Zinc alloys have a low melting point and good fluidity, making them better than steel or aluminum for producing complex or thin-walled shapes. They are also elegant, possess high thermal conductivity, strength, and hardness, are resistant to impacts, and are even good for damping vibration. This led to zinc alloys being used for decorative parts on the first-generation Crown, such as the side emblems and moldings.
Unfortunately, the technology and expertise for producing sand-cast zinc alloy parts was already becoming a lost art within Toyota. Spurred on by Shudo’s passion, Nagato and Motoki took on the challenge of reviving this vanishing technique.
Casting expertise varies greatly depending on the material. Zinc alloys are simply put, unruly materials. Our existing know-how in cast iron or aluminum alloys doesn’t carry over.
No matter how many times we tried, we couldn’t get a nice finish, ending up with either cracks, internal blowholes (cavities), or uneven surfaces. When we checked the old parts, their surfaces were actually quite uneven, too.
As the metal solidifies, zinc alloys shrink more than the cast iron or aluminum alloys with which Motoki, Nagato, and their colleagues are familiar. And their lower melting point makes them more prone to temperature variations as the material hardens in the mold, causing defects.
With Motoki’s guidance, Nagato and her peers tackled this difficult problem by refining the plan for how metal is poured into the sand mold and the cooling method.
Because blowholes also occurred on the surface, we made the mold 1 mm larger than the dimensions and finished the cast part with NC (numerical control) machining.
Yet their problems weren’t over. The zinc alloy parts inevitably came out with tiny pores on the surface, which would need to be filled in and leveled to enable a beautiful finish when plated.
Shudo and the Raw Material Development Division staff searched within the company and beyond for a possible solution. They ended up stretching out welding rods made from a metal called antimony, reducing their diameter from 1.6 mm to 0.3 mm, and then laser-welding part surfaces to fill the holes. At last, this produced a satisfying finish.
Pitching in to produce lamps
Project team member Shinji Tanaka worked on restoring and fabricating the car’s tail lamps and other lights. This, too, would not have been possible without assistance from the Raw Material Development Division.
Most of the existing plastic tail lamp covers were cracked with age and could not be reused. What’s more, no detailed design drawings remained. Here, too, the team had no choice but to build from scratch, using the original as a model.
I’ve been working at the Myochi Plant’s Foundry Division ever since joining Toyota, making suspensions, differential gears, and other metal parts.
As a member of the restoration project, when I was put in charge of the lamps, I had to figure out how to make them.
Lamp parts are also made using molds. So, first, I thought this would simply be a case of switching materials from cast iron to plastic and changing from a sand mold to another type.
Without blueprints, Tanaka set about making molds from the plastic lamp parts that had been removed from the first-generation Crown.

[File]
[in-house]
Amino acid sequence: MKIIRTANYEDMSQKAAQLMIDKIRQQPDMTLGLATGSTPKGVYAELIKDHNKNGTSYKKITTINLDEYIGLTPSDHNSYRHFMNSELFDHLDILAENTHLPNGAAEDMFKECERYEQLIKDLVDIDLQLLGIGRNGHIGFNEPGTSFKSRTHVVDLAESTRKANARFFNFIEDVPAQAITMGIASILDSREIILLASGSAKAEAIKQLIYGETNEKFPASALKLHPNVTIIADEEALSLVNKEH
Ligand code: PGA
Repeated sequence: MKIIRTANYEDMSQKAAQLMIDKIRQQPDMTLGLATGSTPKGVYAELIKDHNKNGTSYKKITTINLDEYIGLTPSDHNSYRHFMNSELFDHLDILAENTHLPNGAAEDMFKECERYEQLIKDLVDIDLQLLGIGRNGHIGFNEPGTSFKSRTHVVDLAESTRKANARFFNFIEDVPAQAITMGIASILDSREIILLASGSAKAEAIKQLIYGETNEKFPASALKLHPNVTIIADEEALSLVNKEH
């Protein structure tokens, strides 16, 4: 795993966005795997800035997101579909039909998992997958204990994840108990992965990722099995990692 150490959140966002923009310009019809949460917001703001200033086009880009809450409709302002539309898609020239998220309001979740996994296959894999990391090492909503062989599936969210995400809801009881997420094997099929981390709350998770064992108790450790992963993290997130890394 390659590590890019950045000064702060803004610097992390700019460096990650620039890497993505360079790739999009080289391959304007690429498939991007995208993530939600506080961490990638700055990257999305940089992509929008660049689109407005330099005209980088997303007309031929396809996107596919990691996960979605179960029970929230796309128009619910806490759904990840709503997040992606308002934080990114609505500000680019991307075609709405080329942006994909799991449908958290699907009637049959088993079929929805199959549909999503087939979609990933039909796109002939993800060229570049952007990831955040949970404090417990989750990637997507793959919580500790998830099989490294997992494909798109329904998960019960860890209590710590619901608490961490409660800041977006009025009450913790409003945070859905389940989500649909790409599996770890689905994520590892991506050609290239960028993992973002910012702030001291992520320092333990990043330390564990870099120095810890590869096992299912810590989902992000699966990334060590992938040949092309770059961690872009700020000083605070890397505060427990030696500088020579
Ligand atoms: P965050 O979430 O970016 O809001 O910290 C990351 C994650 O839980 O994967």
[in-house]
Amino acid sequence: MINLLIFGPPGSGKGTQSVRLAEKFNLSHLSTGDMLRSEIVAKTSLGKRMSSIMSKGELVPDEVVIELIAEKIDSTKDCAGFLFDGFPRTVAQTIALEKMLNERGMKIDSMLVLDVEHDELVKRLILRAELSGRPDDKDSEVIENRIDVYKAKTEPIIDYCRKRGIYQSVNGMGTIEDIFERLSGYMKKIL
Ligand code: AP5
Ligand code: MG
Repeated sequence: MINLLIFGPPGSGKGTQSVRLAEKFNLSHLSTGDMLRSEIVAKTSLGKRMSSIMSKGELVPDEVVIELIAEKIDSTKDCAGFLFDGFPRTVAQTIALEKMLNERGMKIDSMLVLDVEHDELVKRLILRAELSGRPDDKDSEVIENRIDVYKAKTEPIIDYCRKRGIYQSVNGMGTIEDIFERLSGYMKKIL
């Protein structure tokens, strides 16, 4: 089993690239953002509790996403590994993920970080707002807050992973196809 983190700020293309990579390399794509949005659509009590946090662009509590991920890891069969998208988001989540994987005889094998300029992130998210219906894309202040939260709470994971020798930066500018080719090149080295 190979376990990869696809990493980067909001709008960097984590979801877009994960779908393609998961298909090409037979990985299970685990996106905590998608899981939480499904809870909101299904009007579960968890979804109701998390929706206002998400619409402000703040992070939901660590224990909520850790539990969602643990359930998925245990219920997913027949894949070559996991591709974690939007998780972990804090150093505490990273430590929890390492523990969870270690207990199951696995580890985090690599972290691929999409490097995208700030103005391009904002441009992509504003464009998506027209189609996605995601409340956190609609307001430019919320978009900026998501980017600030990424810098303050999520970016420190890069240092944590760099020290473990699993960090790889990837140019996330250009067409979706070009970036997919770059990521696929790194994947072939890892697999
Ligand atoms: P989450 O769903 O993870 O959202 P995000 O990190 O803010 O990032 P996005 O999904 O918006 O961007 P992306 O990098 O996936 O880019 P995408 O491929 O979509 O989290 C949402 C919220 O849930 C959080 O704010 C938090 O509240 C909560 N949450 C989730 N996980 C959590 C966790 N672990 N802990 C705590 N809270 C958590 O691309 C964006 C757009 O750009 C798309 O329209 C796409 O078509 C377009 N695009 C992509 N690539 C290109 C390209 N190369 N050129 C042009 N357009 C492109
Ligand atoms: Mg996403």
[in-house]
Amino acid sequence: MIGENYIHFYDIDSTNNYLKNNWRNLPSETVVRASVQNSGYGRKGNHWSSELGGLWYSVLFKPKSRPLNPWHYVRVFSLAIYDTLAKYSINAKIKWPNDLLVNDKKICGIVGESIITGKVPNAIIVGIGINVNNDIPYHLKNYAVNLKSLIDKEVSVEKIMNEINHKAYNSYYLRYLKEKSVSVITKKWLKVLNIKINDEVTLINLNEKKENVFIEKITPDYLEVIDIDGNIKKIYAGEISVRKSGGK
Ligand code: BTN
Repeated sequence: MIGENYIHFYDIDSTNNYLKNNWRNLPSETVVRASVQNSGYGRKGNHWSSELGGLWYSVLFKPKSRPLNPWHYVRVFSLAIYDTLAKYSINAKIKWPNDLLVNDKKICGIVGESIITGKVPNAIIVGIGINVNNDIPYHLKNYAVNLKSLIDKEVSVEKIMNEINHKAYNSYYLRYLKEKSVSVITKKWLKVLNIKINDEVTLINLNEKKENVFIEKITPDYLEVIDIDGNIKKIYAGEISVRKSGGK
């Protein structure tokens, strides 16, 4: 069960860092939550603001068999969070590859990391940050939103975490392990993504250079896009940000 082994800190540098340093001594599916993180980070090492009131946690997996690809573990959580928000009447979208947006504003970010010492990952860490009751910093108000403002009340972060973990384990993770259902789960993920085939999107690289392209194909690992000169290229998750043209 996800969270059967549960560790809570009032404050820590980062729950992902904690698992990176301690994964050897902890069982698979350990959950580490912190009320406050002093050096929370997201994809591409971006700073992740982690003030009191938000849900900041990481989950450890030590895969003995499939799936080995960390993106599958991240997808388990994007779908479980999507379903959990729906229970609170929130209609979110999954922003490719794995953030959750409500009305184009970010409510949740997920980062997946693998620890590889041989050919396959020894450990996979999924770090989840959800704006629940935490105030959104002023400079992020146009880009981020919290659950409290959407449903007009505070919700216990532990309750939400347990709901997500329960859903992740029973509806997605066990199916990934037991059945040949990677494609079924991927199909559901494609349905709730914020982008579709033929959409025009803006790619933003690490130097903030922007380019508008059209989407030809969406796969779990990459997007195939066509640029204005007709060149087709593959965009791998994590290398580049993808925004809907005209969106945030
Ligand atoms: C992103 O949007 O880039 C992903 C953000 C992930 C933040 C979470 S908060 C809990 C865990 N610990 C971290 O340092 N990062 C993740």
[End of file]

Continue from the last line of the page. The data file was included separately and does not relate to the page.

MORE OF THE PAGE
Acrylics are synthetic resins with outstanding transparency and weatherability, used in a wide range of everyday items, from building materials to electronic components, road signs, and even paints. They, therefore, come in an astonishing variety. Day after day, Tanaka tested different types of acrylics.
Yet no amount of effort achieved the desired result. Tanaka sought advice from the Raw Material Development Division, which also manufactured plastic parts for prototype vehicles and motorsports racing cars. He worked on a solution with one of the division’s younger staff, Ats.
Through repeated trial and error, the pair finally arrived at an acrylic material that made them feel, “This is the one!”
But still, problems persisted. The molded parts inevitably came out with air bubbles trapped inside. These had to somehow be eliminated, not just for the sake of appearance but also to prevent strength issues.
Thankfully, the Raw Material Development Division also had the technology and expertise for eliminating these air bubbles in the form of degassing equipment once used in the development of plastic parts.
The degassing involves creating a vacuum that removes air bubbles within the resin, but unless you do it thoroughly two or three times, some bubbles are bound to remain trapped.
After many failed attempts, we managed to eliminate air bubbles in the lamp plastics by adjusting aspects such as the mold shape and cooling method.
Tanaka faced another major hurdle in reproducing the lamps: the plastic color. For the tail lamp and turn signal covers, he wanted to get as close as possible to the original colors.
Seeking advice from various people inside and outside the company, Tanaka worked to replicate these original tones.
Eventually, by tweaking the amount of coloring material mixed into the resin in 0.1-gram increments, he succeeded in reproducing the original tail lamp and turn signal hues.
Discovering the division’s tradition and brilliance
Thanks to the efforts and assistance of the Raw Material Development Division’s junior members, the team was able to create decorative metal parts and lamps that surpassed even the quality of the originals. Without their input, this would have been an impossible mission.
And for those young employees, this experience provided an invaluable opportunity to reassess their own skills and techniques.
As part of the Raw Material Development Division, we’re regularly in touch with Motoki and the other casting experts about making molds. Still, we may not have much contact individually since the personnel change at each step of the process.
For this project, however, the chance to work with Motoki and the others gave me experiences that I would never have in my daily work, and I learned a lot that I didn’t know before. I want to make sure that I share what I have gained with those who come after me.
As for Shudo, the person who enlisted the Raw Material Development Division’s help, this experience provided an opportunity to reflect on the work he has done since joining the company.
Rather than processing existing items, the Raw Material Development Division’s strength is that it can make things straight from raw materials; that is, starting from scratch.
I’ve been working in this field ever since joining Toyota, and I was happy and proud that this project allowed me to rediscover the brilliance of these technologies.
The people who worked on the first-generation Crown some 70 years ago were driven by the desire to make ever-better products. Their passion for monozukuri has been inherited by Shudo and his fellow project members, who in turn passed it down to a younger generation that will shape Toyota’s future.
This passion will no doubt give birth to something as groundbreaking as the first-generation Crown.
(Text: Yasuhito Shibuya)